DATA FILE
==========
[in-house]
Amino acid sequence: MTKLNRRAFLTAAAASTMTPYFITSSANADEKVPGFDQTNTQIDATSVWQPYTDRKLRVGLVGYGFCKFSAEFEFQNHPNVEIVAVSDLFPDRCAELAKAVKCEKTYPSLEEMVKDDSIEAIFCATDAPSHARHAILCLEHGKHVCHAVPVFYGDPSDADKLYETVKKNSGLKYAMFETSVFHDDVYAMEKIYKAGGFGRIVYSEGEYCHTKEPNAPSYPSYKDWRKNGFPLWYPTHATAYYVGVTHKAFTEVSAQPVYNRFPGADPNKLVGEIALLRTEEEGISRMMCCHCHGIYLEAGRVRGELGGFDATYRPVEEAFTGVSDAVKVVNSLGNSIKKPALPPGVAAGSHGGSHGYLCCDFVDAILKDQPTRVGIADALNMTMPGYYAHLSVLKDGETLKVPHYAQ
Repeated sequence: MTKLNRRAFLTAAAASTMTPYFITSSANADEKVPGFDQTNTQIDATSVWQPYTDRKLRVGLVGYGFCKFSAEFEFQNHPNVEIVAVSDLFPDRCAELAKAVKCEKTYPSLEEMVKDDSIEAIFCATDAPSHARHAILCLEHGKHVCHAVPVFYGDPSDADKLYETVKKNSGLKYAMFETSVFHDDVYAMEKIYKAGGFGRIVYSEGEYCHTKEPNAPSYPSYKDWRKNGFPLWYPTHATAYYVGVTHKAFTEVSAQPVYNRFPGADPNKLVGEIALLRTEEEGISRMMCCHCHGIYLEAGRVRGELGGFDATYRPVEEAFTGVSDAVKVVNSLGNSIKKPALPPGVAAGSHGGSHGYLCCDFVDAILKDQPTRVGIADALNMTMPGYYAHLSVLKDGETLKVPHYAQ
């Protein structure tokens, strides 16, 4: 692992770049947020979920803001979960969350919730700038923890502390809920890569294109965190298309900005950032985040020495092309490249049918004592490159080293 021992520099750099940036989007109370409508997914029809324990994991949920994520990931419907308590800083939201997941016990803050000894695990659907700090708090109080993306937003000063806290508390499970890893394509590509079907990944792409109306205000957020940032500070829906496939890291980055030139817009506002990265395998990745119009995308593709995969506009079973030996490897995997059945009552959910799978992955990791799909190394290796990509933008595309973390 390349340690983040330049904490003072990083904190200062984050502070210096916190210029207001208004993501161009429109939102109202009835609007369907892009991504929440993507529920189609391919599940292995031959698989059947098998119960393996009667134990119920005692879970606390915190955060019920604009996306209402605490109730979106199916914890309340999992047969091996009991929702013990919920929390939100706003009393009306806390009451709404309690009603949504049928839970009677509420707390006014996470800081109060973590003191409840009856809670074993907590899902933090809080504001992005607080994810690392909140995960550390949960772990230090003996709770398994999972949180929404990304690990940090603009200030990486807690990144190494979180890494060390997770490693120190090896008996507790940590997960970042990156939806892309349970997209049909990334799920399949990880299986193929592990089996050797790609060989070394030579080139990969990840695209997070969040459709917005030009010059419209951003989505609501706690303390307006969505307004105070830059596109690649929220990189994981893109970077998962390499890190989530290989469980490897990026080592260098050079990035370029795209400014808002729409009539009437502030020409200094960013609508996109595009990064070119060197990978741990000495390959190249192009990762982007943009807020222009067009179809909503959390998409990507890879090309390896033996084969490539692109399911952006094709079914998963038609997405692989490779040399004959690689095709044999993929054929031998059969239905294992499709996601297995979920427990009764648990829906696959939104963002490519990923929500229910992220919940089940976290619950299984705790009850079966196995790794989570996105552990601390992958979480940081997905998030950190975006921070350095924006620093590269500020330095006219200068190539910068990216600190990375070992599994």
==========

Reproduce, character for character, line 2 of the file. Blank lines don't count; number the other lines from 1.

Amino acid sequence: MTKLNRRAFLTAAAASTMTPYFITSSANADEKVPGFDQTNTQIDATSVWQPYTDRKLRVGLVGYGFCKFSAEFEFQNHPNVEIVAVSDLFPDRCAELAKAVKCEKTYPSLEEMVKDDSIEAIFCATDAPSHARHAILCLEHGKHVCHAVPVFYGDPSDADKLYETVKKNSGLKYAMFETSVFHDDVYAMEKIYKAGGFGRIVYSEGEYCHTKEPNAPSYPSYKDWRKNGFPLWYPTHATAYYVGVTHKAFTEVSAQPVYNRFPGADPNKLVGEIALLRTEEEGISRMMCCHCHGIYLEAGRVRGELGGFDATYRPVEEAFTGVSDAVKVVNSLGNSIKKPALPPGVAAGSHGGSHGYLCCDFVDAILKDQPTRVGIADALNMTMPGYYAHLSVLKDGETLKVPHYAQ